John Henry Whitley
|Speaker of the House of Commons of the United Kingdom|
28 April 1921 –20 June 1928
|Preceded by||James William Lowther|
|Succeeded by||Edward FitzRoy|
| Member of Parliament |
|Succeeded by||Arthur Longbottom|
|Born||8 February 1866|
|Died||3 February 1935 68) (aged|
|Resting place||Lister Lane Cemetery,Halifax|
53°43′20″N1°52′27″W / 53.7223°N 1.8741°W
|Alma mater||Clifton College|
John Henry Whitley (8 February 1866 – 3 February 1935), often known as J. H. Whitley, was a British politician and Georgist.   He was the final Liberal to serve as Speaker of the House of Commons, a role he held from 1921 to 1928.
Whitley was born in Halifax, Yorkshire, on 8 February 1866   son of Nathan Whitley (1830–1889) from Ovenden. Nathan went on to serve as Mayor of Halifax (1876–1877), succeeding his cousin-in-law Edward Crossley, the son of Joseph Crossley (1813-1868), a partner in John Crossley & Sons carpet factory, Halifax.
After an early education boarding at Wiseman's House, Clifton College,  Whitley entered his uncle Samuel Whitley's cotton spinning business, S. Whitley & Co. at Hanson Lane Mills, Skircoat, Halifax.  Nathan was a partner in the business and took over after Samuel's death in 1884.
In 1892, Whitley married Margherita (Margaret) Virginia Marchetti.  Margherita was born in Putney in 1872,  a daughter of an Italian, Giulio (Julian) Marchetti, who had served as an officer under Garibaldi before settling in England to marry Anne Crossley in Halifax in 1871  and take his place in the carpet manufacturing business.
They had two daughters and two sons: Margaret Phyllis b.1895;  Percival Nathan b.1893;  Monica Virginia b.1903;  and Oliver John b.1912.  Margherita died in 1925  and John Henry remarried in 1928 to Helen Clarke in Chelsea.  
Whitley became Liberal Member of Parliament (MP) for Halifax in 1900, a seat he held until he resigned in 1928. He served as Junior Lord of the Treasury from 1907 to 1910 in the Liberal Government 1905-1915. He was appointed Deputy Chairman of Ways and Means 1910–1911, Privy Counsellor in 1911 and he held the role of Chairman of Ways and Means, Deputy Speaker of the House of Commons, from 1911 to 1921.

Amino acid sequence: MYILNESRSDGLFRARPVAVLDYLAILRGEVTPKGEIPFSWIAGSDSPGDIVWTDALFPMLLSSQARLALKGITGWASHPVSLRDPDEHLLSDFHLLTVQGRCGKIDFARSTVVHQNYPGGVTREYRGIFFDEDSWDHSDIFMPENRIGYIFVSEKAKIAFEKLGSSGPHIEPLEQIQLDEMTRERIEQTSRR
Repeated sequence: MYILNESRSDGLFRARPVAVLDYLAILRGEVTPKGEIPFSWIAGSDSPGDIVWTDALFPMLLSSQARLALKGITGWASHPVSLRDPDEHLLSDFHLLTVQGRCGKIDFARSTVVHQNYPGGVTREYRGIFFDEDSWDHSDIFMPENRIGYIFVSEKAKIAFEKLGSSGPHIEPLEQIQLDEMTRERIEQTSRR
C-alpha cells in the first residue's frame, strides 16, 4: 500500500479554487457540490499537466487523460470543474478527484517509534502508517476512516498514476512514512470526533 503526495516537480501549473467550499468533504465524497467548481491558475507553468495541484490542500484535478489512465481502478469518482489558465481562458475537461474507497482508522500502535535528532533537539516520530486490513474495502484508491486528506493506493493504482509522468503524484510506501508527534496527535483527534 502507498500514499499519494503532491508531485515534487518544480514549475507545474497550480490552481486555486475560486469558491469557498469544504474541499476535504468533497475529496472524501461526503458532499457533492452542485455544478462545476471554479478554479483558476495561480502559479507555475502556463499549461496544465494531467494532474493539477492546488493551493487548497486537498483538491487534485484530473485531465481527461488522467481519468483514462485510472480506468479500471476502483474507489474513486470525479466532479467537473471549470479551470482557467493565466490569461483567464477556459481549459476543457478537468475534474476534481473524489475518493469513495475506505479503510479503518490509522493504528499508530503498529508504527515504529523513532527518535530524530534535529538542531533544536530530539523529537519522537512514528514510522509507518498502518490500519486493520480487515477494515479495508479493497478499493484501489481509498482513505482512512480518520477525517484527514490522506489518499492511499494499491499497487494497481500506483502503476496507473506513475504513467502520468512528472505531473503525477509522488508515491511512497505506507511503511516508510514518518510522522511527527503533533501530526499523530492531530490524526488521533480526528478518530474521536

During World War I, in 1917, Whitley was appointed to chair a committee to report on 'the Relations of Employers and Employees' in the wake of the establishment of the Shop Stewards Movement and the widespread protest action against dilution. The smooth running of industry was vital to the war effort so maintaining good industrial relations was a priority. 
He proposed a system of regular formal consultative meetings between workers and employers, known to this day as "Whitley Councils". These would be empowered to cover any issue related to pay and conditions of service, and to take matters through to arbitration if necessary. This was a strong model which was to influence industrial relations beyond the UK.
The intention was to establish Whitley councils in the private sector, in particular in those industries most affected by the strike wave – to offset the demand for 'workers' control' – a demand which was rapidly gaining ground after the Russian revolution.
However, the councils failed to gain ground in coal, cotton, engineering and other heavy industries, but succeeded only in the sphere of government employment where they remain a major feature of public sector industrial relations to this day.
Whitley was appointed Speaker of the House of Commons in 1921, a post he held until 1928, when he resigned  on grounds of ill health. He refused the customary peerage offered by the monarch – breaking a tradition that had originated in 1789. 
Some notable portraits of Whitley were commissioned during this period, with paintings by both William Rothenstein  and Glyn Warren Philpot. 
Despite resigning as MP and Speaker, his political work continued. He chaired the Royal Commission on Labour in India, which reported in 1931. The report surprised many by concurring with the criticisms of Mahatma Gandhi and others that poverty was the cause of India's social and industrial problems. It was also critical of British employers' role in perpetuating the problems. 
Whitley was offered a knighthood for his work on this report, but again, he, like a minority of others, declined.
His friendship with John Reith led to his appointment as Chairman of the Board of Governors of the BBC in 1930.  In 1932, he made the first broadcast on the Empire Service, which developed into the World Service.  He held the Chairmanship until his death.
Whitley died on 3 February 1935, aged 68, shortly before his 69th birthday.  He is buried in Plot 456, Lister Lane Cemetery, Halifax. 
The personal archive of John Henry Whitley was donated to the Archives and Special Collections of the University of Huddersfield in 2012.  
A blue plaque was to Whitley erected by the Halifax Civic Trust. 
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